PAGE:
This may seem like a silly question: poets write poetry. But there happen to be different philosophical perspectives about the source of poetry. One idea proposed (and embodied) by William Blake is that poetry is “dictation” from an outside source. Later (in the 1950’s and 60’s) poet Jack Spicer elaborated upon this idea in the following excerpt from his Vancouver Letters:
I think that the first kind of hint that one has as a poet, after having written poems for a while and struggled with them, a poem comes through in just about one-eighth the time that the poem usually does and you say “Well, gee, it’s going to be much easier if I can just have this happen very often.” And so then you write 17 or 18 different things which are just what you are thinking about at the particular moment and are lousy. It isn’t simply the matter of getting a fast take. Its something else. But the fast take is a good sign that you’re hooked up to some source of power, some source of energy.
I gather from Spicer a reverence for an unkown outside source from where he received “energy”, and at energized times the poetry flows unhindered. I think we’re back to the question of inspiration (and, for poets, it behooves us to wonder where inspiration comes from). Inspiration may feel like an outside entity. I feel cautious about placing my hopes on an outisde, objectified entity, because it places me at the mercy or whim of this outside force. Or, if I make a mistake and am not reverent enough . . . what then?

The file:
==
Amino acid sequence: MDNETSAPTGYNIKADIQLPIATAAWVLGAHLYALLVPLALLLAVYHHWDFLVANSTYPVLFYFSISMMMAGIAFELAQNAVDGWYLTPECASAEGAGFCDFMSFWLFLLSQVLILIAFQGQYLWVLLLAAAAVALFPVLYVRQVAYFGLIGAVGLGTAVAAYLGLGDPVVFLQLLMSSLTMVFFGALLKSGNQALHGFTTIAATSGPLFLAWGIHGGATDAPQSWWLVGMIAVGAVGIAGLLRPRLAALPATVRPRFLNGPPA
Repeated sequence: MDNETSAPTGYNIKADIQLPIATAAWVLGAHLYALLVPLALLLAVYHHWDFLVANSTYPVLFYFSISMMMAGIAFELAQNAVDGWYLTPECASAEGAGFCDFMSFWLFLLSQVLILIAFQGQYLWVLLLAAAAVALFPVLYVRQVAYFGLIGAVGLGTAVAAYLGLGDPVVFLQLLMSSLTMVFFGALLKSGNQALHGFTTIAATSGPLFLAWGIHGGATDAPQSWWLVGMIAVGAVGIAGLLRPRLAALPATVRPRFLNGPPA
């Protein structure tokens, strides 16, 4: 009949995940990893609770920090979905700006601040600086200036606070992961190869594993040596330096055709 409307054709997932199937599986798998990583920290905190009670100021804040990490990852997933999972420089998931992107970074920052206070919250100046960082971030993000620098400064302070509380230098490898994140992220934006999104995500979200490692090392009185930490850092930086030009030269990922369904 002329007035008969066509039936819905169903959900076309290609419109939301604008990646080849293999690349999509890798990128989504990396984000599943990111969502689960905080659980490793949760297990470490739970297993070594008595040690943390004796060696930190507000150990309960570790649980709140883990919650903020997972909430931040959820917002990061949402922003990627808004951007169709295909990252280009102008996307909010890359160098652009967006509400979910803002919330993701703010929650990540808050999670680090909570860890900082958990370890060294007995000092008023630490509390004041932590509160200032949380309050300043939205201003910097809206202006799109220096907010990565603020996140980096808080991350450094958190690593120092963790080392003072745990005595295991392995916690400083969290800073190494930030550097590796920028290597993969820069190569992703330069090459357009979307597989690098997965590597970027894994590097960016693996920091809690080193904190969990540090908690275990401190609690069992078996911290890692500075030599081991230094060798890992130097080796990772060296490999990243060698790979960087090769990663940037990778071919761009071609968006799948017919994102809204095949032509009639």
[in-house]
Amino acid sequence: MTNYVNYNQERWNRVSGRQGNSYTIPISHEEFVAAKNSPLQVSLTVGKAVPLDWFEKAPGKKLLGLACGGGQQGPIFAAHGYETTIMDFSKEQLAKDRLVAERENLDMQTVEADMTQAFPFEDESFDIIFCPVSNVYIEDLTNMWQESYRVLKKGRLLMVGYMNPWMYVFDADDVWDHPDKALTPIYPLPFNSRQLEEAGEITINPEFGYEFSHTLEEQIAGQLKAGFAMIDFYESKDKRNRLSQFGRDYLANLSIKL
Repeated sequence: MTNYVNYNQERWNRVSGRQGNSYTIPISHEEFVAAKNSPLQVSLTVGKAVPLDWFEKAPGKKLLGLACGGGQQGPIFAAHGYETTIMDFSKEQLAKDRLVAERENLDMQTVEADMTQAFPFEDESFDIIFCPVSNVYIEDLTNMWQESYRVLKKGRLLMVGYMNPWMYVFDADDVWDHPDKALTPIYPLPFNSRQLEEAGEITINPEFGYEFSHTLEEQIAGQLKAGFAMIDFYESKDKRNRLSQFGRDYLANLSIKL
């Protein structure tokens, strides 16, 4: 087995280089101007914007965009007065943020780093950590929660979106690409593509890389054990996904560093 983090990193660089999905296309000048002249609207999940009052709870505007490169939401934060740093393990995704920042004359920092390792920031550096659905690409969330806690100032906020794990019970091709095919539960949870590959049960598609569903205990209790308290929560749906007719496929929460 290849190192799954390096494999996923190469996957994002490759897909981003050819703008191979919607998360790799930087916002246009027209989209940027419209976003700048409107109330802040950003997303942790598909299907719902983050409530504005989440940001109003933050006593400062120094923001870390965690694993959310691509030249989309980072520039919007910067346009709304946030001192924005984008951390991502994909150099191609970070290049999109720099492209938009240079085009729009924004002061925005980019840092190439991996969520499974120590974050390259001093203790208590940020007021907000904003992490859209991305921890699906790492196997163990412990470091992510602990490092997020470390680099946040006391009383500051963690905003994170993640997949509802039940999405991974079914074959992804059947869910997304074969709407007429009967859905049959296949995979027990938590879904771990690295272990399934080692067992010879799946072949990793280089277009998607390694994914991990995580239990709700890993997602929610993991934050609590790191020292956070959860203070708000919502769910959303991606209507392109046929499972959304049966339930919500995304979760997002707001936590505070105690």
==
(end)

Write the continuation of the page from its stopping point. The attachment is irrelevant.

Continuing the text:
I do believe that as an artist or poet you learn more and more every day about the circumstances, states of mind, and general state of physiological comfort (or discomfort) during which the work flows. And ultimately, it comes down to doing the work. The more time you put in, the more likely you will have work you like, and the more naturally the work flows.
I take a point from Jack Spicer’s reflection on dictation about “hooking up to a source of energy”–I consider this source to be partly the energy that naturally exists in the universe (which is abundant and continually at work on us whether we know it) and partly energy that we free up within ourselves, however we find a way to do it.
For me, sticking to a routine in my daily life is helpful. Yoga in the morning, running in the woods on the weekends. Painting helps the poetry, poetry feeds the painting. Lots and lots of omnivorous reading, listening to Great Lectures series on a variety of topics during my commute. Peace and quiet when not at work (as much as possible). As much as possible to slow down, and become more aware of my surroundings, with a childlike sense of curiosity and wonder. The childlike sense of wonder is essential, and even subversive.